Giancoli 7th Edition textbook cover
Giancoli's Physics: Principles with Applications, 7th Edition
Describing Motion: Kinematics in One Dimension
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2-1 to 2-3: Speed and Velocity
2-4: Acceleration
2-5 and 2-6: Motion at Constant Acceleration
2-7: Freely Falling Objects
2-8: Graphical Analysis

Question by Giancoli, Douglas C., Physics: Principles with Applications, 7th Ed., ©2014, Reprinted by permission of Pearson Education Inc., New York.
Problem 38

An unmarked police car traveling a constant 95 km/h is passed by a speeder traveling 135 km/h. Precisely 1.00 s after the speeder passes, the police officer steps on the accelerator; if the police car's acceleration is 2.60 m/s22.60 \textrm{ m/s}^2, how much time passes before the police car overtakes the speeder (assumed moving at constant speed)?

10.45 s10.45\textrm{ s}
Giancoli 7th Edition, Chapter 2, Problem 38 solution video poster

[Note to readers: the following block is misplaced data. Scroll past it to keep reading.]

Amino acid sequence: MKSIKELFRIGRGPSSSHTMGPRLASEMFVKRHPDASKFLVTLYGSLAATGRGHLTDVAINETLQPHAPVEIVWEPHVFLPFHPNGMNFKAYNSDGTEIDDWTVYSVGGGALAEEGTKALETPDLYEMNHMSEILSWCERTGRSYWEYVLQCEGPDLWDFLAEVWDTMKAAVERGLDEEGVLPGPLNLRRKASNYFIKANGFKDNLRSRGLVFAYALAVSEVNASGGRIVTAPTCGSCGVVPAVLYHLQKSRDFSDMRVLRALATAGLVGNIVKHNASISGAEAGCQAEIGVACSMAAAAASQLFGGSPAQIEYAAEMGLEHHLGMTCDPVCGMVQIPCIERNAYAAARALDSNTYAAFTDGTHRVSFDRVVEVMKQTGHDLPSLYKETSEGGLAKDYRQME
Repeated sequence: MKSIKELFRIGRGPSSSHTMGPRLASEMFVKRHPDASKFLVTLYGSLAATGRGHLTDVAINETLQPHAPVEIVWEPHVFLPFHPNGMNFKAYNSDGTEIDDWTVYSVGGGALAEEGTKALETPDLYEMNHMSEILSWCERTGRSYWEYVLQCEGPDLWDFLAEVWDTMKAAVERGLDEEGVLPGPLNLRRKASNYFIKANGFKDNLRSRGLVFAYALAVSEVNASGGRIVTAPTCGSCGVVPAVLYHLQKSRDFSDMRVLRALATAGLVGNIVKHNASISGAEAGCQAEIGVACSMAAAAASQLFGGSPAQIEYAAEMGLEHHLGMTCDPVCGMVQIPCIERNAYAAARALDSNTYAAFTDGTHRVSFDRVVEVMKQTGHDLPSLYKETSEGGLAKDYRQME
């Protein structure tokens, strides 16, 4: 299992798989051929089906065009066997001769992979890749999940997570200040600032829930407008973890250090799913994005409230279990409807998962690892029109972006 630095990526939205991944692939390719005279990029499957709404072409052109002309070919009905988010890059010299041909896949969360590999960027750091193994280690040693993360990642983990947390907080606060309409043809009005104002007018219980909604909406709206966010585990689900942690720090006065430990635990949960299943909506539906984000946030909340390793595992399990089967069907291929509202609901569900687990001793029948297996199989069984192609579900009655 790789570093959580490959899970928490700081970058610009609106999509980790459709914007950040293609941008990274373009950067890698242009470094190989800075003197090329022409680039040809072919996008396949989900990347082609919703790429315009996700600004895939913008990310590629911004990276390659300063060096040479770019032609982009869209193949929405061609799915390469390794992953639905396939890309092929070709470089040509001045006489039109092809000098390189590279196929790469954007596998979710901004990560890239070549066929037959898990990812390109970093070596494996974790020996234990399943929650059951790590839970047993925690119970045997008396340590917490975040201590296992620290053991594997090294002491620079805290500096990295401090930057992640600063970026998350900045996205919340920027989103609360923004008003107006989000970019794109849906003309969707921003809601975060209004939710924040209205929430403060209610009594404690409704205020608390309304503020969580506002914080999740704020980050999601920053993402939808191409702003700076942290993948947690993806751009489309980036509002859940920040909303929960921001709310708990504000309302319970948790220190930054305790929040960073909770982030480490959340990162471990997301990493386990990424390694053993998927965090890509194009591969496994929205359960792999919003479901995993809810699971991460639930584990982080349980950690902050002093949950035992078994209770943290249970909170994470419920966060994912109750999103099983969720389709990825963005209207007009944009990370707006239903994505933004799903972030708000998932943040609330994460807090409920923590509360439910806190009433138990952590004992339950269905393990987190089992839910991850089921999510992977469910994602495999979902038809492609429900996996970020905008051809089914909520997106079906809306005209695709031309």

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This is Giancoli Answers with Mr. Dychko. This speeder passes the police car at a speed of 37.5 meters per second after we convert to kilometers per hour and the speed of the police car initially is 26.39 meters per second; police car has an acceleration of 2.6 meters per second squared and the distance that the police car travels and it will be the same as the total distance traveled by the speeder once he catches up and there's two portions of the police car strip though; one portion where he's going at constant speed before he steps on the accelerator and then another portion after he starts accelerating and they are given by different formulas. The distance that this speeder travels is, you know, he's going at constant speed and he travels for the total time that the police car spends trying to catch up which consists of time that he spends going at constant speed which we are told is 1 second plus some unknown time that he spends accelerating; this time is what we'll have to solve for and then we'll add 1 second to that to get the total time for the police car to catch up. So we have substituting for d s in this formula and rewriting that down here, we have that the police car distance traveled when it's going at constant speed plus the distance traveled for the police car when it's accelerating equals the speed of the speeder times the total time. And then we are gonna mix a whole bunch of substitutions here when the police car is going at constant speed, its distance will be the initial velocity of the police car multiplied by the time that it spends going at constant speed which is 1 second and then we'll add to that the distance that it travels while accelerating. And then expanding this bracket here, we have v s times t c plus v s times t a and then collecting all the terms on the left side, this is gonna end up being a quadratic equation that we have to solve for using this formula. When we bring the v st c term to the left, it's gonna have a minus v st c and then we can factor out the common factor t c from this term and that term giving us v P i minus v s both times t c and then when this term goes to the left side, it combines with v P i minus v s are in brackets multiplied by this common factor t a that those two terms have and then we substitute for all these letters here; acceleration of the police car is 2.6 meters per second squared and the initial speed of the police car 26.39 meters per second and then here's the speed of the speeder and then times by the unknown t a plus the difference in the speeds times 1 second and this gives 1.3t a squared minus 11.11 times t a minus 11.11 equals 0 and we'll use the quadratic formula to solve for that and you use a plus sign to get a positive answer and when you use a minus sign in the quadratic equation, you get a negative answer which is nonsensical so we'll just go with 9.45 seconds and add to that the time that the police car spends going at constant speed, which is 1 second, for a total time of 10.45 seconds for the police car to catch up to the speeder.

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